Added Luxury Value (ALV) is the main luxury brand driver and helps to explain why true luxury brands provide extreme value. As such, it’s important for a brand to continuously reassess its value creation model to determine if it truly creates extreme value.
One of the most obvious signs that measure a brand’s success is promotional sales. Promotions always destroy brand equity in the luxury space, with no exception.
If a brand’s positioning is simply described with vague and exchangeable terms like “our brand uses the most high-quality materials and applies exceptional craftsmanship,” then it is time to make changes.
The first quarter of 2021 has been a success story for brands like Louis Vuitton, Dior, Hermès, and Gucci. However, not all luxury brands have seen the same success as these brands, and many others risk falling significantly behind these luxury leaders.
Équité estimated a few months ago that up to 50 percent of today’s luxury brands will not survive the next decade. Prominent examples, like the US store closures of Diane von Furstenberg and the filing for the administration of Ralph & Russo, underline how many brands need drastic interventions. While top brands enjoy the results of their best-in-class activities during the pandemic, many others feel the struggle — an indication that they need a jumpstart.
Now is a good moment for a reminder that luxury does not define itself by the price. The price is a result of the value brands create. In this column, I have described the concept of Added Luxury Value (ALV), the core value driver of luxury brands, several times. My research has shown that, via a combination of tangible and intangible factors, some brands develop ALV, while many others don’t. Luxury can be defined by its ability to create ALV. Since ALV exceeds all other brand value components by magnitudes, ALV is the main luxury brand driver and helps to explain why true luxury brands provide extreme value.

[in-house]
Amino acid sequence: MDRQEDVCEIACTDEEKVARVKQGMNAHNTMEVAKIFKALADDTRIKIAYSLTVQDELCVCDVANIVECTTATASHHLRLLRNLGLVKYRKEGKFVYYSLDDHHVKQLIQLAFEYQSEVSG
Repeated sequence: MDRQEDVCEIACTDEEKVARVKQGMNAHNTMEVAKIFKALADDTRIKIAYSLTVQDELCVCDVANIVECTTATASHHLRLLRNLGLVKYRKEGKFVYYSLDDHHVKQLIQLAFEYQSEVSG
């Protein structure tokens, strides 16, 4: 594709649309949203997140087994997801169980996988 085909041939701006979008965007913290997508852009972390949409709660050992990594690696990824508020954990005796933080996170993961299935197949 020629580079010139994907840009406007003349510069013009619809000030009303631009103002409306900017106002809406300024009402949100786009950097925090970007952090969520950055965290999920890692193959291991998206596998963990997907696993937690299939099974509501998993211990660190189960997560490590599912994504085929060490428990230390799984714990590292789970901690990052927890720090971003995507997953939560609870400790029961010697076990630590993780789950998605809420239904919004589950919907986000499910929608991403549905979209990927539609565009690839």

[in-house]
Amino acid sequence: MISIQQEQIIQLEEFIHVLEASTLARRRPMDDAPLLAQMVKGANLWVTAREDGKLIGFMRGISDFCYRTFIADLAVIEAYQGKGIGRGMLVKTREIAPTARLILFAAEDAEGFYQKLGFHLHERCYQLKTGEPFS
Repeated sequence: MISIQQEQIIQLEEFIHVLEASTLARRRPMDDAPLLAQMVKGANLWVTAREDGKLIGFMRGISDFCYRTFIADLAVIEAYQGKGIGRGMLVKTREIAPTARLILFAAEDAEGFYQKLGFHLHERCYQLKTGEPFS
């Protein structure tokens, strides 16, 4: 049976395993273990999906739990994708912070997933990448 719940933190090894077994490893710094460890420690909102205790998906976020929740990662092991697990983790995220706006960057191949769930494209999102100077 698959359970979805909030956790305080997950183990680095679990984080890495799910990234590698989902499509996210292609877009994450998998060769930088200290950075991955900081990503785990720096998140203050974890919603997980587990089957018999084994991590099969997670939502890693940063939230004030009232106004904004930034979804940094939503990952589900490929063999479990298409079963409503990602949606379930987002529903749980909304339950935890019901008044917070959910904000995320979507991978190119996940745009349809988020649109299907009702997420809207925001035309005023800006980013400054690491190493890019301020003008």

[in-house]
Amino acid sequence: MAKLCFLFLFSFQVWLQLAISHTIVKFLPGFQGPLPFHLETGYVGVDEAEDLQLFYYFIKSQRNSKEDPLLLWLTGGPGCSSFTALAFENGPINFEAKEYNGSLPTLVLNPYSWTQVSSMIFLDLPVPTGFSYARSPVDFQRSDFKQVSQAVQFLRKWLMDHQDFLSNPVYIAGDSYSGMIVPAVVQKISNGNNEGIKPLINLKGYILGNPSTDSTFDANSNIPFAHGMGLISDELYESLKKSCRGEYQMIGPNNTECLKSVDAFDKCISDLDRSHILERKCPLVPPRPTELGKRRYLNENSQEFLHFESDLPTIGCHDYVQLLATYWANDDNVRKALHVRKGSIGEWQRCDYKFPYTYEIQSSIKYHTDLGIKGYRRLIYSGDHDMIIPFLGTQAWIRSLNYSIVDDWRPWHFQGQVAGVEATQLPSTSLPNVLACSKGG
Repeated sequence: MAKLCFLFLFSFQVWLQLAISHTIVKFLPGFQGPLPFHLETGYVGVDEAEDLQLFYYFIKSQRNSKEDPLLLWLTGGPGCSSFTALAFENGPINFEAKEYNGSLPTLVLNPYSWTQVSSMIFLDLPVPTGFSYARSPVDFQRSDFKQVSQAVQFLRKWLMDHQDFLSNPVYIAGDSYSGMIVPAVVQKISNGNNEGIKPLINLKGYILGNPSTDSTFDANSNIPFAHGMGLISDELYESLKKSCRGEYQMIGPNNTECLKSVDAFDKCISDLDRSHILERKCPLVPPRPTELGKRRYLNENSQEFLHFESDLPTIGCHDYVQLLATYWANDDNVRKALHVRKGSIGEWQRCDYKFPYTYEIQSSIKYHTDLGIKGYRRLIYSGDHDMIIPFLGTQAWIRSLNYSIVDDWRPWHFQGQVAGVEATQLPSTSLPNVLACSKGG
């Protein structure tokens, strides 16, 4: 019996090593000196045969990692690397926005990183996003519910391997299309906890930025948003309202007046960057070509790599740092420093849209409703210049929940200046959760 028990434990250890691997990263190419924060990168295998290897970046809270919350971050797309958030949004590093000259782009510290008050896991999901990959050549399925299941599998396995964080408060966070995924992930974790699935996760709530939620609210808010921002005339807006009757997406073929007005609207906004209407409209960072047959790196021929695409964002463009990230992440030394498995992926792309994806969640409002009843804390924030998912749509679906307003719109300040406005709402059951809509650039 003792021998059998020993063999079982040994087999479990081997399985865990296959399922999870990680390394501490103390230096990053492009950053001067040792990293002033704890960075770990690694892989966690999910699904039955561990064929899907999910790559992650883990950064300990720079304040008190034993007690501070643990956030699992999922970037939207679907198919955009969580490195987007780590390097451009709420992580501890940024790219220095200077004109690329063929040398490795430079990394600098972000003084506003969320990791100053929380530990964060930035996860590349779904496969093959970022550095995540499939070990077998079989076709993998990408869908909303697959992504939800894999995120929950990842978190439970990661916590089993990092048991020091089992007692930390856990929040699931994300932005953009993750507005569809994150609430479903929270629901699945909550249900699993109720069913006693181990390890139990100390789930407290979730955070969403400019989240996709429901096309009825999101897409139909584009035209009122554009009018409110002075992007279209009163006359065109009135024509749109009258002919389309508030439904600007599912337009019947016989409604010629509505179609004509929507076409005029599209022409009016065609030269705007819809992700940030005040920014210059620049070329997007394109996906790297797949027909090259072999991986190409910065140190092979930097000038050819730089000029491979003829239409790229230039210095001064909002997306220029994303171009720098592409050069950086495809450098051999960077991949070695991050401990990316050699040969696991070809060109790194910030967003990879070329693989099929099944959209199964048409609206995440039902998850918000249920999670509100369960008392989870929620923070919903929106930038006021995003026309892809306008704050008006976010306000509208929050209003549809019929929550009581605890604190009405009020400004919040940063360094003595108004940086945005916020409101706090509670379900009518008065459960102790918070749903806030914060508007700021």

As such, it’s important for a brand to continuously reassess its value creation model through meticulous analysis to determine if it truly creates extreme value. When I audit brands, I typically find that, aside from the leading brands, they have significant deficits in their abilities to create extreme value through ALV. If these deficits are not aggressively addressed, any action the brand will take cannot result in any commercial success. In other words, if brands do not create extreme value, they will not succeed in the luxury space.
So, what are the indicators of value creation model deficits? One of the most obvious signs that measure a brand’s success is promotional sales. Promotions always destroy brand equity in the luxury space, with no exception. Therefore, repeated promotions and a high share of promotional volumes indicate that a brand’s value creation model is not working. Other clear warning signs are stagnating or declining sales and the inability to launch new product lines at significantly higher success rates than previous lines. When you see any of these indicators, action is necessary.
A critical area of concern is differentiated brand positioning. Far too often, we audit brands and find there are no brand positions other than an internal description of what the brand does. Many brands confuse visual branding (logo, design) with strategic brand positioning. However, if a brand’s positioning is simply described with vague and exchangeable terms like “our brand uses the most high-quality materials and applies exceptional craftsmanship” or values like “performance” and “innovation,” then it is time to act. Brand descriptions like these tell customers nothing and only position a brand within a category vector from an internal perspective.
That may have worked five or ten years ago when there was less transparency and competition. But it does not work in today’s hypercompetitive, digital world where consumers demand to know why brands do what they do and how they can allow them to live better. Just claiming that a brand is “the best” or “highest quality” means nothing and even decreases the credibility and desirability of a brand. In luxury, uniqueness is key. Yet, many brands still apply the same strategies as everybody else when analyzed from an external perspective.